Figure 8B illustrates a docking station 300B for a watch that implements a similar arrangement for the cone to the clip-on scheme of Figure 7B. In this case the charging connector is not shown.
It will be appreciated that such a docking station may be useful for a bedside table or similar, enabling the watch to display the time, weather, caller ID or other information to a user despite the watch itself facing upwards and hence being edge-on to the user.
Finally, it will be appreciated that the clip-on arrangement of either 7A or 7B may be accommodated by a docking / charging station so that a user may clip the cone on to the watch (or a similar clip-or arrangement may be provided for a known phone or tablet) for use prior to placing the device on its station, and may similarly remove the device from its station with the cone on for a period of time before removing it, for example to pocket the device or wear it with long sleeve clothing.
Again similarly either the clip-on approach or the docking station approach can be used for other devices, such as voice-activated home assistants, where these have displays. Hence for example figure 9A shows an example of such an assistant showing an image of a person relevant to an enquiry by a user, or indicating a diary entry, text or phone call to the user, etc. however as will be appreciated from figure 9A, this image may be not always easy to see.
Hence a clip-on cone, or as shown in figure 9B a docking station with an electrical connection having a predetermined physical relationship with the centre of the device display may be provided that enables the assistant to display the image reflected in the cone. It would also be appreciated that where a device has a notional front side, such as the device in figure 9 then the clip-on cone or docking station may also have a notional front side and hence may only use a partial cone, such as a 180° semi-cone, or similarly a 210, 270 or other angle partial cone (or potentially a 90° cone, for a corner mounted device).
Consequently, in the case of any one of the arrangements of Figures 7A, 7B, 8A 8B, or 9B, the attachment member may comprise a portion that corresponds in shape to a part of the device having a known position relative to the intended location of the cone on the display (e.g. the point of attachment, and/or electrical contact), so that fitting at least that portion of the attachment member to the device (or vice versa) places the cone in a known and desired position relative to the display.
Put another way, the attachment member may be a unit (such as a docking station) that corresponds in shape to a part of the display system and engages with the display system in a predetermined manner that places the cone in an intended location over the display.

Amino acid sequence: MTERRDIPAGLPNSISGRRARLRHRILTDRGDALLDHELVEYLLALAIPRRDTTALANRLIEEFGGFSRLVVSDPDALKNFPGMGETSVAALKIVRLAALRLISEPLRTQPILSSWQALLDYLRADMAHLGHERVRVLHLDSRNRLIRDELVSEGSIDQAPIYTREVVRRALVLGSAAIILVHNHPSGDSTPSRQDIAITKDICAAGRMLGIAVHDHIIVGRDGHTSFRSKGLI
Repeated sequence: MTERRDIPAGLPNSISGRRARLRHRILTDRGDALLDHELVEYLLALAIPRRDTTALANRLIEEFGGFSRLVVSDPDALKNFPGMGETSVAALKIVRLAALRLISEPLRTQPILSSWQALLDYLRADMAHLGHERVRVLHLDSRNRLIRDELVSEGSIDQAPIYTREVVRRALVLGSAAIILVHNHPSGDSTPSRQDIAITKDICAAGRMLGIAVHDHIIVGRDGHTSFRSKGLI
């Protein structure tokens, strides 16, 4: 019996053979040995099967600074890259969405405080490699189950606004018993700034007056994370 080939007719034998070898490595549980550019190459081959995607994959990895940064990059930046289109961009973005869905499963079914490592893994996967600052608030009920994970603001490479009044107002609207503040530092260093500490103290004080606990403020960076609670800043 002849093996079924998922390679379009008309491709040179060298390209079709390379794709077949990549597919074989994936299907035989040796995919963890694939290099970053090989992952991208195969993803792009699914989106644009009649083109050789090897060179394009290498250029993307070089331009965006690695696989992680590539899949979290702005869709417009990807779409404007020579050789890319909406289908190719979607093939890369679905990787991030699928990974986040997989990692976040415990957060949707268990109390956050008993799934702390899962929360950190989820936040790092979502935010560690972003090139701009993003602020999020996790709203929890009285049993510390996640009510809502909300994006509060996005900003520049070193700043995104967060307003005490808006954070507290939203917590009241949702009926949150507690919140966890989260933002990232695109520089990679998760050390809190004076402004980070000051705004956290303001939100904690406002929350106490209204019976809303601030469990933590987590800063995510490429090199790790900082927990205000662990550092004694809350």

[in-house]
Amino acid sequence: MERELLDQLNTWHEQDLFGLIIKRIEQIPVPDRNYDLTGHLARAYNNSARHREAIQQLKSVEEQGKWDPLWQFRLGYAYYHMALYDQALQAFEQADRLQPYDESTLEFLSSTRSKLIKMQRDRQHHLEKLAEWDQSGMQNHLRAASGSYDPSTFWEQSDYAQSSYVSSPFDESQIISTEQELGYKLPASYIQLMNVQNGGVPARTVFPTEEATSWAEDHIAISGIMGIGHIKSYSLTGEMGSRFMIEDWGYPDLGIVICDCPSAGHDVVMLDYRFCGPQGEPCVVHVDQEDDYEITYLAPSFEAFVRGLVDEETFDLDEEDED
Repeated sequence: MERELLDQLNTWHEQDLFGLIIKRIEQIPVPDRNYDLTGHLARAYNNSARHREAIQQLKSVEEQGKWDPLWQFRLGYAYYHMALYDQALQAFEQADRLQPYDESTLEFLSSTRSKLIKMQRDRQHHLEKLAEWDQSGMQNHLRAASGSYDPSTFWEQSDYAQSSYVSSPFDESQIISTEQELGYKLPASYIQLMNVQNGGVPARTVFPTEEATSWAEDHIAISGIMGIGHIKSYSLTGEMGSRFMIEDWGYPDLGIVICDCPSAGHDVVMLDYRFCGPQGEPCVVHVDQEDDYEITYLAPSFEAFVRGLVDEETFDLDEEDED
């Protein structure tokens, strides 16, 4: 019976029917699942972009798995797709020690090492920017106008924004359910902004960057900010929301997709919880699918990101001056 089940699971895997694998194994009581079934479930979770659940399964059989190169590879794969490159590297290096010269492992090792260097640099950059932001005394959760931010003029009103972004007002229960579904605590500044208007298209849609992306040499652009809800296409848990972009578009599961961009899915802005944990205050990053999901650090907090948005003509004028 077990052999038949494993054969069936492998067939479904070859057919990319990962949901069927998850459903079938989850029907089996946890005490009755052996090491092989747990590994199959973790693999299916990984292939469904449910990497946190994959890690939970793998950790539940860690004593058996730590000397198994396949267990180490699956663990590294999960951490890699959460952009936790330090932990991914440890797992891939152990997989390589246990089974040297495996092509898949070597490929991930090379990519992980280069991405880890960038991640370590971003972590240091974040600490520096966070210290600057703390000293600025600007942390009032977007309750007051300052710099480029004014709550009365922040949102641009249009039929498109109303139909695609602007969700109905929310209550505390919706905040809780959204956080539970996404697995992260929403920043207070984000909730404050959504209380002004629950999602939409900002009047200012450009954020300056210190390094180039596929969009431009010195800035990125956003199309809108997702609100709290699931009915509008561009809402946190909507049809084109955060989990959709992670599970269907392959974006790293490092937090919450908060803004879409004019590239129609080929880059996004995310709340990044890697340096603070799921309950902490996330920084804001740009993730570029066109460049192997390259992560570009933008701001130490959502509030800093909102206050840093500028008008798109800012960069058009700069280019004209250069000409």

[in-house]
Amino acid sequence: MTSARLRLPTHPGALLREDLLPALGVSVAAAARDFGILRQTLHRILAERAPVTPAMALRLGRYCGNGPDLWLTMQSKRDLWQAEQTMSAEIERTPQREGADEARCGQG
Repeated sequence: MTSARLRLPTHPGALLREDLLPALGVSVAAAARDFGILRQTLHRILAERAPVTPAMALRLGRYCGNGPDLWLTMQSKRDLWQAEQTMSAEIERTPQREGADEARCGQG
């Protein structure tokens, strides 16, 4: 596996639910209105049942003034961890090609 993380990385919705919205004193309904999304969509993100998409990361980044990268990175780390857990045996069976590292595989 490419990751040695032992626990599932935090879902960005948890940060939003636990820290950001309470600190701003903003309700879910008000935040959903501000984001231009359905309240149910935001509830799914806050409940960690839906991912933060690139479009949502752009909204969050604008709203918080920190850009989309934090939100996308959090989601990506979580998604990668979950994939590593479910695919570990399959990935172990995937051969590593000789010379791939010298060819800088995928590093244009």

It will be appreciated that whilst the clip-on or docking embodiments may also use a touchscreen-based detection of the cone, alternatively or in addition the known physical relationship between the clip-on cone or the dock/charger cone and the screen mean that the position of the cone may be safely assumed as long as the clip-on cone or the act of docking or charging is detected.
Consequently embodiments of the present invention, the display system 400 comprises a physical engagement detector other than the touch surface (e.g. other than the touchscreen). In one instance, this may be a recessed button, or electrical contact or other sensor that is activated or otherwise changed its state when the clip-on cone, charger or docking station is engaged with the display system. For example, the clip-on cone, charger or docking station may complete electrical contact between two electrodes located on one side of the device, or may engage with a recessed switch in a slot of the device corresponding to a tab on the clip-on cone, charger or docking station.
Similarly, the physical engagement detector may be logical; for example if the display system begins to receive charge, it may assume that it is properly engaged with the charge or docking station without any further physical check being made. Optionally, the display system may handshake with the charge or docking station to confirm that it is of a type equipped with a cone before switching to a mode that presents a display suitable for reflection by the cone.
Referring now to figure 10, alternatively or in addition, a camera 436 of the display device 400, if present and facing in the same direction as the display 418, may be used to detect at least part of the cone.
Where the camera has a known physical relationship to the display (for example because both are integral to the same device), then for a cone of known dimensions, the position and amount of the cone that appears within an image captured by the camera will allow for a calculation of the position of the cone with respect to the camera, and hence also with respect to the display.
Hence in figure 10, the camera 436 is operable to take an image with a field-of-view that extends to perimeter 437 at the height of the cone 100 when placed on the display of the display system 400.